The son of Mr. & Mrs. W. Sharp, King Edward Road, Woodhall Spa, Frank had been mobilised as an original member of the Woodhall Territorials. Frank had, obviously, been through some heavy fighting prior to his death and had, in fact, only been out of hospital a fortnight after under going an operation on his throat.
Under the Army reforms, introduced by the Secretary of State for War Richard Haldane, of 1907, the existing Yeomanry and Volunteer forces were to be combined under a new organisation to be known as the Territorial Force. In 1908 the 3 existing volunteer battalions of the Lincolnshire Rifle Volunteers, were reorganised to form the Lincolns 4th and 5th Battalions. On the outbreak of war in August 1914, the territorial force was immediately mobilised and, as part of the 46th Division, the 4th battalion went overseas. On the 1st March 1915, both the 4th and 5th Lincolns disembarked at Havre; thus the 46th Division gained the distinction of becoming the first territorial division to arrive in France. Between the 9th and 26th March the 4th Lincolns proceeded by stages to the front line, arriving at Ploegstreert for instruction in trench duties.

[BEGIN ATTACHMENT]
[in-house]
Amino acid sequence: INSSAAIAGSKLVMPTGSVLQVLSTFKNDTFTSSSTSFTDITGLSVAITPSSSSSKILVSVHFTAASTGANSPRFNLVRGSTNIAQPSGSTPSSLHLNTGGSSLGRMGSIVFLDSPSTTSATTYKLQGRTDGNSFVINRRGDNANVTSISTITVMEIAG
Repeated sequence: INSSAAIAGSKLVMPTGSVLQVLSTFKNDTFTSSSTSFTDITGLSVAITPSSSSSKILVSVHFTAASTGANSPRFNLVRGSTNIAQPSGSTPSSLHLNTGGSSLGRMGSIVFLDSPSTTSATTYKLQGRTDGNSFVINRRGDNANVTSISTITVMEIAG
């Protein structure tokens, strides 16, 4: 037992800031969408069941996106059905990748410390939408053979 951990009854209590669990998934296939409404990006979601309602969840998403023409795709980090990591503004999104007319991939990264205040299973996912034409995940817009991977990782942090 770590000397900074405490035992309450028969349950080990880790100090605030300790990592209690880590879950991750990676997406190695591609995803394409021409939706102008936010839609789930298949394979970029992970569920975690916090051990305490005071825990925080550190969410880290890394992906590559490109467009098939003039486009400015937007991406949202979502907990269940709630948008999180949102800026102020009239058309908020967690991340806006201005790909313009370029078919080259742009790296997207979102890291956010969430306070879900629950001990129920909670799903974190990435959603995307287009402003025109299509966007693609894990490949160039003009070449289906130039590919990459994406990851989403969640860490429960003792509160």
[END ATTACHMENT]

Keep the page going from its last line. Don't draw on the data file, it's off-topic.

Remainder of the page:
By the time of Frank’s death, his battalion was well versed in trench warfare, having been engaged in many major battles. March 1918 witnessed the launch of the German Spring offensive and we find the 4th Lincolns now comprising part of the 177th Brigade. It was in reserve, being at Mory Camp. At 5.00am on the 21st March, owing to the heavy bombardment of the front line, the Lincolns were ordered to stand to. It was not long before further orders followed, instructing the Lincolns to move into their support positions situate in the 3rd trench system of the front line. Here they would stay until 12.00 noon when, it soon became apparent the enemy had now taken all before them, up to and including the second trench system. The enemy’s machine gun fire now became intense, but no change in position took place for the remainder of the 21st. The 3rd trench system offered little protection, however, and so the Lincolns dug in. The night of the 21st passed without incident, as did the morning and early afternoon of the 22nd. By about 4.00pm, however, masses of Germans could be seen swarming around the right of the 4th Lincolns, thus turning the battalion. They were forced to withdraw back to Mory. It was during this withdrawal that Frank died.